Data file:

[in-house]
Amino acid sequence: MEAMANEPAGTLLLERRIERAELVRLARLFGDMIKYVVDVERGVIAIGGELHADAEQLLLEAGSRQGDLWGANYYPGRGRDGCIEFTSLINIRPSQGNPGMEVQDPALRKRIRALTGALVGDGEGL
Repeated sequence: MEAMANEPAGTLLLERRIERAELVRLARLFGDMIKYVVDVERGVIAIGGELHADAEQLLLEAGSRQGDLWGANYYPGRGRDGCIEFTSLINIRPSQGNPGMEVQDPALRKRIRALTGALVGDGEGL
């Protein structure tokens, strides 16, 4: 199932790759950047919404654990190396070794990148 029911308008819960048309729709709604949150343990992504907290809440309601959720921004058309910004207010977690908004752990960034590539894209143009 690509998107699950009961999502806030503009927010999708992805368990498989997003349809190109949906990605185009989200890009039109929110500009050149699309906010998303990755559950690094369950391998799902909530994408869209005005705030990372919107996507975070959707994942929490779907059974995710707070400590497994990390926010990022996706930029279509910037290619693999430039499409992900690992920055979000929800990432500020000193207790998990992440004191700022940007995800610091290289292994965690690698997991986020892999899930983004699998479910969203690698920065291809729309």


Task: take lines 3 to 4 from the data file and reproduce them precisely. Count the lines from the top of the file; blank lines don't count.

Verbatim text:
Repeated sequence: MEAMANEPAGTLLLERRIERAELVRLARLFGDMIKYVVDVERGVIAIGGELHADAEQLLLEAGSRQGDLWGANYYPGRGRDGCIEFTSLINIRPSQGNPGMEVQDPALRKRIRALTGALVGDGEGL
């Protein structure tokens, strides 16, 4: 199932790759950047919404654990190396070794990148 029911308008819960048309729709709604949150343990992504907290809440309601959720921004058309910004207010977690908004752990960034590539894209143009 690509998107699950009961999502806030503009927010999708992805368990498989997003349809190109949906990605185009989200890009039109929110500009050149699309906010998303990755559950690094369950391998799902909530994408869209005005705030990372919107996507975070959707994942929490779907059974995710707070400590497994990390926010990022996706930029279509910037290619693999430039499409992900690992920055979000929800990432500020000193207790998990992440004191700022940007995800610091290289292994965690690698997991986020892999899930983004699998479910969203690698920065291809729309």